Because the goal of the project was to use the Guerrilla Girls’ work as a model for an awareness-raising campaign, it is important to show some examples of how this worked in practice. In An Extremely Inconvenient Truth (see Figure 3), the group builds on class lectures and readings on gender and environmental sustainability. Specifically, they critique the absence of a gendered analysis in the current debate about climate change. The poster uses statistics to emphasize the gendered nature of climate change: 85% of climate change deaths are among women; women produce 60‒80% of the world’s food and are disproportionately affected when climate change affects food production; and as water becomes more scarce, women have to walk farther, which puts their health and safety at risk. In addition to their use of statistics, the students employ techniques of the Guerrilla Girls through their reference to pop culture in parodying the documentary An Inconvenient Truth. In the poster, they address their critique directly to Al Gore, stating “here’s an even more inconvenient truth.”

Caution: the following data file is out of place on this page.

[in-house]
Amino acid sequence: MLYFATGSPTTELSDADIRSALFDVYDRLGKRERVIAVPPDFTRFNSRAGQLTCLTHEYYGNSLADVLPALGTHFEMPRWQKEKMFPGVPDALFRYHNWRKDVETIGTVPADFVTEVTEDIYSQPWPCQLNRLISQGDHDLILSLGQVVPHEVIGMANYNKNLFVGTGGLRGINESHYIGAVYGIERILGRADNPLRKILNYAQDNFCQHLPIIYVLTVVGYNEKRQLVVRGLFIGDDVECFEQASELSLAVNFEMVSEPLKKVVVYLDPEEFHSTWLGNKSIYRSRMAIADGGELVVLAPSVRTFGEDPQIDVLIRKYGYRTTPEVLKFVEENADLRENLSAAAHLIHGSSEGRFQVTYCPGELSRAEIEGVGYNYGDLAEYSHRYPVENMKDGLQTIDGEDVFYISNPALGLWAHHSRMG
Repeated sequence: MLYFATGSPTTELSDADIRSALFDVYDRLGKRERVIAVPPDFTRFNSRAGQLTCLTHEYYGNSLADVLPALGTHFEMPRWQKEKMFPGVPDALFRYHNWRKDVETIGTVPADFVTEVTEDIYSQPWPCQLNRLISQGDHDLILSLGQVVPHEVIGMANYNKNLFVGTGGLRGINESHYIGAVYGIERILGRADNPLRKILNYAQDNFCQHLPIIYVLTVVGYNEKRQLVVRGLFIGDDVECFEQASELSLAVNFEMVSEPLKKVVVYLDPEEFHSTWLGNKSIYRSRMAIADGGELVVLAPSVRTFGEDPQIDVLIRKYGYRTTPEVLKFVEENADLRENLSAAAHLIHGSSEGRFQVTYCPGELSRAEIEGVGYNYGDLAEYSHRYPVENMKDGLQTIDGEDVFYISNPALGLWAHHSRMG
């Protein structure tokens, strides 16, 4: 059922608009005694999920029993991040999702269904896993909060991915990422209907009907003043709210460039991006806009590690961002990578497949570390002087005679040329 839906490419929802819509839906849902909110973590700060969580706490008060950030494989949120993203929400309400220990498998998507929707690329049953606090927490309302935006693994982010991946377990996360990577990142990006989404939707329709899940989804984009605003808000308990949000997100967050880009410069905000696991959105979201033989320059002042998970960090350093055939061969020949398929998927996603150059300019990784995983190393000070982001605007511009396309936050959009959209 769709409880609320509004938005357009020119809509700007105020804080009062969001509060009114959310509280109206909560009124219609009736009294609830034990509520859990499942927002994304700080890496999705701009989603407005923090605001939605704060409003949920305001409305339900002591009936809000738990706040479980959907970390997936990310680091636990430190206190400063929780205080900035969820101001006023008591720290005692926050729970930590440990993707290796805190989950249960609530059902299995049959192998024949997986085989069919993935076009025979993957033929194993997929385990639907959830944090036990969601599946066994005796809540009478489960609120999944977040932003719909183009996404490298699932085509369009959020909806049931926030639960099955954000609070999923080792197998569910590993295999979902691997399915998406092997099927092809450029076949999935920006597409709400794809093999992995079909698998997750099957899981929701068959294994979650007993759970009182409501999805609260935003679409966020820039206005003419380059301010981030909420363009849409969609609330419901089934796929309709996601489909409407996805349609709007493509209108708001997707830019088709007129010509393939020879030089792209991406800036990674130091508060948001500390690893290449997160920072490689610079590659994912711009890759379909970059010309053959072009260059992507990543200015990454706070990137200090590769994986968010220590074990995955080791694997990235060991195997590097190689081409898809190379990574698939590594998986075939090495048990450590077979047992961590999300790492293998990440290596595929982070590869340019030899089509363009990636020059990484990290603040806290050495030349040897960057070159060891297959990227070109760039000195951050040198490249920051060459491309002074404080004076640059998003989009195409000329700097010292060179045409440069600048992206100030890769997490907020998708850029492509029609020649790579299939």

Another project, Application for Property Ownership (see Figure 4) builds on class discussions of economic development by raising the issue of land ownership. This is a critical issue for women, as the students note in the poster, because wealth and autonomy are linked to owning land and, without land of their own, women are socially and economically more vulnerable. And yet, as the statistics in the poster reveal, women own less than 5% of the world’s land. The students’ work emphasizes the way in which women’s economic livelihood is negatively affected by the gendered nature of property ownership. They draw on several techniques of the Guerrilla Girls, such as the use of statistics and bold colours. They also use irony to highlight that only corporations, governments, and men are effectively able to own land. In Lesbianism is Now Legal (see Figure 5), the students build on two key issues of development. One is the discourse of gender equality that runs through the literature. Another is the point raised in readings by Mohanty (2003) and Pratt (2004) that gender inequality exists in the Global North and is exacerbated when women belong to other marginalized groups. By raising awareness of same-sex marriage inequality in the United States, the students speak to these two issues. Again, using the Guerrilla Girls’ visual rhetoric as a starting point, the students use bold colours (pink lettering on a yellow background), provocative comments, and statistics. They want to highlight the hypocrisy and injustice in the cultural and political treatment of lesbians in the US, where lesbian sex is acceptable for mass consumption in pop culture and the porn industry, but where most lesbians are still denied the right to get married. This group’s work differed in important ways from the previous two. By focusing on gender inequality in the Global North, they use the work to respond to injustice in their own society. They also use construction paper, markers, and poster board instead of computers.